Inside the Film Room: The Potential of the West Coast Offense

Aug 17, 2013; East Rutherford, NJ, USA; New York Jets tight end Kellen Winslow (81) during warmups before a preseason game against the Jacksonville Jaguars at MetLife Stadium. Mandatory Credit: Brad Penner-USA TODAY Sports

Anyone who has been watching the Jets play lately knows, going “Inside the Film Room” is not an easy task these days. Frankly, most of what you see makes you nauseous, and that was in real-time. It doesn’t look much better the second time around.

But, I got to thinking about the game planning, and the play calling. I wanted to see if there were any plays out there to take from the game as a positive, something to look forward to as potential for this offense. So here is what I found.

Remember back when Marty Mornhinweg was hired, and we talked about the workings of the West Coast Offense? We talked over and over again about how it built on short pass routes, quick drops from the quarterback, timing, and yards after the catch. Well, let’s take a look at this play from the game last week, and we see an example of how, when the Jets execute the system right, it works:

Screenshot 2013-12-06 at 10.42.32 PM

Geno is in the shotgun, with trips to the right. Bilal Powell has gone in motion out of the backfield and put himself wide to Geno’s left. The man who is getting the ball is Kellen Winslow, circled in the slot. Geno is going to take the snap and take 3 quick drop steps. Winslow is running a quick post route. Geno is going to throw to a spot, as when Smith hits his third step, that is when Winslow makes his cut. Classic West Coast offense.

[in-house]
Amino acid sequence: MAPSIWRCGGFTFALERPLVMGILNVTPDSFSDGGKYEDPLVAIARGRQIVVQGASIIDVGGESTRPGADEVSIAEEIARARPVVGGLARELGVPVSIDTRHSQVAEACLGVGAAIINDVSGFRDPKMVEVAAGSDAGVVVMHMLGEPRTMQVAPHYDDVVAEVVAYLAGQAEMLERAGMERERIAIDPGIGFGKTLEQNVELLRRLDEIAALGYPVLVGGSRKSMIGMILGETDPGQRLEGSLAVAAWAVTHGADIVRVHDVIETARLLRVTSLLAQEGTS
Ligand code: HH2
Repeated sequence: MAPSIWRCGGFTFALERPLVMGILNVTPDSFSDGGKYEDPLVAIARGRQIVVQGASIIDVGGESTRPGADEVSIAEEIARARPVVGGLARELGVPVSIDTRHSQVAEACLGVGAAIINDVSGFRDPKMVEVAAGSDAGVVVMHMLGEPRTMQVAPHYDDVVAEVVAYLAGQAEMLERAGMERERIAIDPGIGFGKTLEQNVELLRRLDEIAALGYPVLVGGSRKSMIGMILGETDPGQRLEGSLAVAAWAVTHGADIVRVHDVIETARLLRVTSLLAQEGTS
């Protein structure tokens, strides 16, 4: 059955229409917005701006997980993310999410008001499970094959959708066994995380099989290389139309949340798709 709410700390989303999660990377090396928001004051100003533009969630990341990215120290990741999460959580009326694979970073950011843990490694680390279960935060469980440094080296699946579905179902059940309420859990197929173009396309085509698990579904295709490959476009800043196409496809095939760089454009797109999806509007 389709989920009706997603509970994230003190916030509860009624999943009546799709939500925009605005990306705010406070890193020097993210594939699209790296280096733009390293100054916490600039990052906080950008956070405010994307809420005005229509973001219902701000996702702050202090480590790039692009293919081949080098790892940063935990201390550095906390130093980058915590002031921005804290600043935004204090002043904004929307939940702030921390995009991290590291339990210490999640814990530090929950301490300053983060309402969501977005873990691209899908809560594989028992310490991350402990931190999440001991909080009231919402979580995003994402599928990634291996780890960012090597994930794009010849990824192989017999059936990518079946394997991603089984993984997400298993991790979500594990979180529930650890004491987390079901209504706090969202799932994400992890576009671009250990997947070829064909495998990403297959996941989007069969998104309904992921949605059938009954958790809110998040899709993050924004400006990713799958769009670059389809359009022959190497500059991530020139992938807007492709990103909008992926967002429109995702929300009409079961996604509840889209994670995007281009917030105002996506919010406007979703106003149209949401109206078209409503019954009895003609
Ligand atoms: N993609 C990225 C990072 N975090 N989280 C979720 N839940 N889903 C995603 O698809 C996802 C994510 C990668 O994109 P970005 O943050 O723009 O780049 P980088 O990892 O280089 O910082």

Screenshot 2013-12-06 at 10.45.46 PM

Geno hit his mark here, marked in the circle, and plants. At the same moment, Winslow is making his cut to the inside. That is the timing element at play. Now, when Geno makes the throw to the spot, as indicated by the broken line, he knows that Winslow will be there. The result?

Screenshot 2013-12-06 at 10.45.59 PM

Kellen Winslow makes the catch in stride, takes it for 12 yards and a first down.

This is the WCO at play, and it is fun to watch. When the quarterback is allowed to run it, it works quite nicely. Hopefully we will see more of it come tomorrow.

Topics: Geno Smith, New York Jets, West Coast Offense

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  • Paul Newbold

    Very little west coast excitement as of late, actually it looks very little like a west coast system lately. The “handcuffing” of Geno and the return to “ground and pound” philosophy has assured that!

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